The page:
Credit and Prepaid Card News

The latest news on the credit card and prepaid card industry from the Center for Responsible Lending.

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  • AZ Senate Votes Down Credit Card Bill 11 Apr 2012
    The Arizona Senate has rejected a bill that would allow debt collectors to accuse almost anyone of owing a debt without needing to produce a contract. Sen. Ron Gould (R-Lake Havasu City) made a motion for reconsideration, which could trigger another vote soon. Sponsored by Rep. Jeff Dial (R-Chandler), HB 2664 was meant to protect credit card users -- although critics say it would allow debt buyers to target consumers who have had their debt dismissed. The measure would empower debt buyers to sue a person based on little evidence. The debt buyer could show entitlement to a money judgment by submitting either the "final billing statement" or an "electronic record." The Arizona Senate Banking and Insurance Committee originally denied the measure, but then the panel reviewed the decision and passed the bill.
  • U.S. Borrowing Up but Consumers Resist Credit Cards 
    Fort Wayne News-Sentinel 09 Apr 2012
    Americans took out more student and auto loans in February, but credit-card use declined for the second straight month. According to the Federal Reserve, consumer borrowing increased by $8.7 billion during the month -- the sixth month in a row of increases. However, credit-card borrowing fell by $2 billion after a $3-billion decline the month before. Total consumer borrowing rose to seasonally adjusted $2.52 trillion, nearly pre-recession levels. Consumers carried $799 billion in credit-card debt in February, 15 percent less than in December 2007, the first month of the recession. Some analysts say that Americans may be choosing cash over credit cards to keep paying down their debt. The saving rate fell to 3.7 percent of after-tax income in February, the lowest level since August 2009.
  • Survey: Students Fail the Credit Card Test 09 Apr 2012
    Credit-card debt and general financial illiteracy is an increasing problem among American college students, according to a survey conducted on 725 students by researchers from five American universities. These survey results were published as "Financial Literacy and Credit Cards: A Multi Campus Survey" to coincide with Financial Literacy Month. Researchers found that 70 percent of American college students have credit cards. The majority of card holders do not know their interest rates, late payment charges, or over-balance-limit fees. Over 90 percent of college students with credit cards are carrying monthly credit-card debt. "In America, credit cards on campus have been a disaster, leaving students buried in debt before graduation, often with little hope of paying off the debt before high fees and interest double the amount," the study authors wrote. This problem is rampant not only among college students, but across the millennial generation. In 2004, the average college student had $946 in credit-card debt, but that average increased to more than $4,100 by 2009. Only 9.4 percent of college students paid off their credit-card debt in full each month, a drop from 32 percent in 2003.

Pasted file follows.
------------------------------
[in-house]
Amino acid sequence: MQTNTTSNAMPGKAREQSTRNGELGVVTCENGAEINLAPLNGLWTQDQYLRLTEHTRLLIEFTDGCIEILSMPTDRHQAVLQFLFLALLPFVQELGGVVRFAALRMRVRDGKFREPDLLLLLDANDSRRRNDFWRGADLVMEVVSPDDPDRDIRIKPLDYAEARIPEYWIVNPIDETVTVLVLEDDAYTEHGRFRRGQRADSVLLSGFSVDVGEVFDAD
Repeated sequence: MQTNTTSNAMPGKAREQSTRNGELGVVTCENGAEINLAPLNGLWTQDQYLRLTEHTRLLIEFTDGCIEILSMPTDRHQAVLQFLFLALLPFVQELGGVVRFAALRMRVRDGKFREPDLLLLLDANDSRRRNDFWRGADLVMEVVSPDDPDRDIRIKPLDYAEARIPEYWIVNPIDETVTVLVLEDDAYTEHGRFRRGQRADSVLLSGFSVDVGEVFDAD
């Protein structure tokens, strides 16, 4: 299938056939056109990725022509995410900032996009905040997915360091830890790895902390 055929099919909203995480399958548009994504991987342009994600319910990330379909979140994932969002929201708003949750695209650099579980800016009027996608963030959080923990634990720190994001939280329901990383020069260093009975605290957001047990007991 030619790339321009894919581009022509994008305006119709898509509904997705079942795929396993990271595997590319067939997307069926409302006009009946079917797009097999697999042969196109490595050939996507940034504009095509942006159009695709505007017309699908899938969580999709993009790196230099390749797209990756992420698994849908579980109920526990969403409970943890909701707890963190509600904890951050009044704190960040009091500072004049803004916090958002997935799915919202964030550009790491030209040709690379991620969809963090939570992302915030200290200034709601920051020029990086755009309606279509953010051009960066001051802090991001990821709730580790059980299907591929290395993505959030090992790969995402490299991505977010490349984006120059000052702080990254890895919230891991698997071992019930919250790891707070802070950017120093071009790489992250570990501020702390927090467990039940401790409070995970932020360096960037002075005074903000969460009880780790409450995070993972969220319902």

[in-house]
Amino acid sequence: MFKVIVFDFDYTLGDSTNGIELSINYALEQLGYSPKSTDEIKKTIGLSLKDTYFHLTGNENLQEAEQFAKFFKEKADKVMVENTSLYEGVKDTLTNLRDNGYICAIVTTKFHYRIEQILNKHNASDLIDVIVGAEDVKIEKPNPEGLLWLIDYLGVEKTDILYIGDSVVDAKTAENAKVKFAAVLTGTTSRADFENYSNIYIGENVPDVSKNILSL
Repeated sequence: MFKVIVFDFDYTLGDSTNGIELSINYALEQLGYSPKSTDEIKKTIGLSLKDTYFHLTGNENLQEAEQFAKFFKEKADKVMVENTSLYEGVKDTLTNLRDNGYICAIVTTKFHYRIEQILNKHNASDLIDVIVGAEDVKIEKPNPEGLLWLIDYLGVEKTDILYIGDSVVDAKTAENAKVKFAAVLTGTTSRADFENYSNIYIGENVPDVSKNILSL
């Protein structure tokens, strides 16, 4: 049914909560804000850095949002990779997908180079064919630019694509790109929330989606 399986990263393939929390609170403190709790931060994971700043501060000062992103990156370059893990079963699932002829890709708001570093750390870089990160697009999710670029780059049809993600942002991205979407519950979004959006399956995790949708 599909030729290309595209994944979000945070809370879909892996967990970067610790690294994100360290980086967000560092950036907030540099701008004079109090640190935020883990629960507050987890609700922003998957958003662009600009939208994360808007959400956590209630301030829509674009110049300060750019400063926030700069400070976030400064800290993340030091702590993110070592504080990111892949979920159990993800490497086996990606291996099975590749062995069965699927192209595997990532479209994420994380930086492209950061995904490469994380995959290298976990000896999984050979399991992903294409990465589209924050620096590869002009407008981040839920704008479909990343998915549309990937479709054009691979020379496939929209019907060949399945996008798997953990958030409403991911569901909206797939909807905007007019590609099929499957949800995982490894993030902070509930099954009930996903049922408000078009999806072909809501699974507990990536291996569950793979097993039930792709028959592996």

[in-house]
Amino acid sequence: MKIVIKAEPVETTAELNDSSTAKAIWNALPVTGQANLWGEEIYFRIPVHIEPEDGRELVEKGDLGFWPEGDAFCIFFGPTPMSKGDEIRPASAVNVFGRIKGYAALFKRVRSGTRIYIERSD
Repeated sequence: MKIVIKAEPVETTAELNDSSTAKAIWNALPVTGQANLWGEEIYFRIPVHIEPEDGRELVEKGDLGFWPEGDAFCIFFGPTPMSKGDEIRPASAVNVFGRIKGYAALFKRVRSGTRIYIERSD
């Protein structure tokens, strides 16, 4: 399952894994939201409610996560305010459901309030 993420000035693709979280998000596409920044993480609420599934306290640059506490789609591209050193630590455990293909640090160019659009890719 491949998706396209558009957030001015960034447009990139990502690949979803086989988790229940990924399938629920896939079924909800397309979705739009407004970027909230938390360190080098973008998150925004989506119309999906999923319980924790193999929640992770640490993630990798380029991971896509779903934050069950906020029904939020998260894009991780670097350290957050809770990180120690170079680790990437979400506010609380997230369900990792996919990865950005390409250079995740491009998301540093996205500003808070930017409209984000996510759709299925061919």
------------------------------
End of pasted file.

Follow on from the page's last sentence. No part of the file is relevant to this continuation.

• Credit Card Companies Get Kiss From Arizona 
    Courthouse News Service 09 Apr 2012
    Legislators in Arizona have pushed forward a bill that would allow debt collectors to declare that use of a credit card account signals acceptance of the terms of the card agreement. House Bill 2664, introduced by Rep. Jeff Dial (R-Chandler), says that a cardholder's written or electronic signature, or use of the card, establishes a "cardholder's acceptance of the terms and conditions of a credit card account." The chamber approved the bill in a 33-26 vote. If the bill becomes law, creditors essentially will be able to claim money is owed even if the debt has been dismissed or paid off. Additionally, the measure would allow creditors to create the contracted interest rate through a "billing statement" or the "terms and conditions that contain a stated or variable interest rate." Prior to the bill's passage in the House, it was rejected by the state Senate Banking and Insurance Committee. Rep. Debbie McCune Davis (D-Phoenix) said a lobbyist pushed the bill through the panel. On her Web site, McCune Davis argued that the bill "gives debt collectors the power to accuse almost anyone of owing a debt without having to show a contract. If this bill passes a debt buyer would be able to sue a person with little evidence."
  • Pay by Phone: More Merchants Embrace Direct Mobile Billing 
    USA Today 05 Apr 2012